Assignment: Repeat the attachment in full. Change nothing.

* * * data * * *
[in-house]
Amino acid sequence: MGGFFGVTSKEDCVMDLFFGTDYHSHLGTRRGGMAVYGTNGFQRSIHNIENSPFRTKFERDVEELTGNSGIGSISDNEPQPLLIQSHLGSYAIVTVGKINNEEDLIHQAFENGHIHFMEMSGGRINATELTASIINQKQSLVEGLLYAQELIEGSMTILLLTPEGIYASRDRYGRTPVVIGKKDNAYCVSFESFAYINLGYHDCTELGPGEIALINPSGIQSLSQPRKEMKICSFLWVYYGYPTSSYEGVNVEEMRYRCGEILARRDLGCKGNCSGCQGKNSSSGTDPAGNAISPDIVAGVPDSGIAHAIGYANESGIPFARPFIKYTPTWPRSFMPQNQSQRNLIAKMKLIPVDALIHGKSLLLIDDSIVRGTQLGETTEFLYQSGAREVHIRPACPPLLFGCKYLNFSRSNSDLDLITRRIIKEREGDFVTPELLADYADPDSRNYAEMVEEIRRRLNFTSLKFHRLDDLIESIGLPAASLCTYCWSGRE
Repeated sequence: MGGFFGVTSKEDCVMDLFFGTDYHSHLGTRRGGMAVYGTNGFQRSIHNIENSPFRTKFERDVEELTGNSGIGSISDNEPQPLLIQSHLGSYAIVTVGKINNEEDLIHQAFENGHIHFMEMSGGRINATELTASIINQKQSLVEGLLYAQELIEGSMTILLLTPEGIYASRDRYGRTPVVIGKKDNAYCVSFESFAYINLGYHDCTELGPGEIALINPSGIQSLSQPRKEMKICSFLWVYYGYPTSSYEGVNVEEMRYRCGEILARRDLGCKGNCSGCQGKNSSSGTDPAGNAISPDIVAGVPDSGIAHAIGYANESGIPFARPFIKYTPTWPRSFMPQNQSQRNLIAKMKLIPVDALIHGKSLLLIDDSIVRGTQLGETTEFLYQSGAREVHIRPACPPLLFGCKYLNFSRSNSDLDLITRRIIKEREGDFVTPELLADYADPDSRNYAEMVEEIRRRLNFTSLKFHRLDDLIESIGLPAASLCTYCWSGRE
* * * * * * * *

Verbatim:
[in-house]
Amino acid sequence: MGGFFGVTSKEDCVMDLFFGTDYHSHLGTRRGGMAVYGTNGFQRSIHNIENSPFRTKFERDVEELTGNSGIGSISDNEPQPLLIQSHLGSYAIVTVGKINNEEDLIHQAFENGHIHFMEMSGGRINATELTASIINQKQSLVEGLLYAQELIEGSMTILLLTPEGIYASRDRYGRTPVVIGKKDNAYCVSFESFAYINLGYHDCTELGPGEIALINPSGIQSLSQPRKEMKICSFLWVYYGYPTSSYEGVNVEEMRYRCGEILARRDLGCKGNCSGCQGKNSSSGTDPAGNAISPDIVAGVPDSGIAHAIGYANESGIPFARPFIKYTPTWPRSFMPQNQSQRNLIAKMKLIPVDALIHGKSLLLIDDSIVRGTQLGETTEFLYQSGAREVHIRPACPPLLFGCKYLNFSRSNSDLDLITRRIIKEREGDFVTPELLADYADPDSRNYAEMVEEIRRRLNFTSLKFHRLDDLIESIGLPAASLCTYCWSGRE
Repeated sequence: MGGFFGVTSKEDCVMDLFFGTDYHSHLGTRRGGMAVYGTNGFQRSIHNIENSPFRTKFERDVEELTGNSGIGSISDNEPQPLLIQSHLGSYAIVTVGKINNEEDLIHQAFENGHIHFMEMSGGRINATELTASIINQKQSLVEGLLYAQELIEGSMTILLLTPEGIYASRDRYGRTPVVIGKKDNAYCVSFESFAYINLGYHDCTELGPGEIALINPSGIQSLSQPRKEMKICSFLWVYYGYPTSSYEGVNVEEMRYRCGEILARRDLGCKGNCSGCQGKNSSSGTDPAGNAISPDIVAGVPDSGIAHAIGYANESGIPFARPFIKYTPTWPRSFMPQNQSQRNLIAKMKLIPVDALIHGKSLLLIDDSIVRGTQLGETTEFLYQSGAREVHIRPACPPLLFGCKYLNFSRSNSDLDLITRRIIKEREGDFVTPELLADYADPDSRNYAEMVEEIRRRLNFTSLKFHRLDDLIESIGLPAASLCTYCWSGRE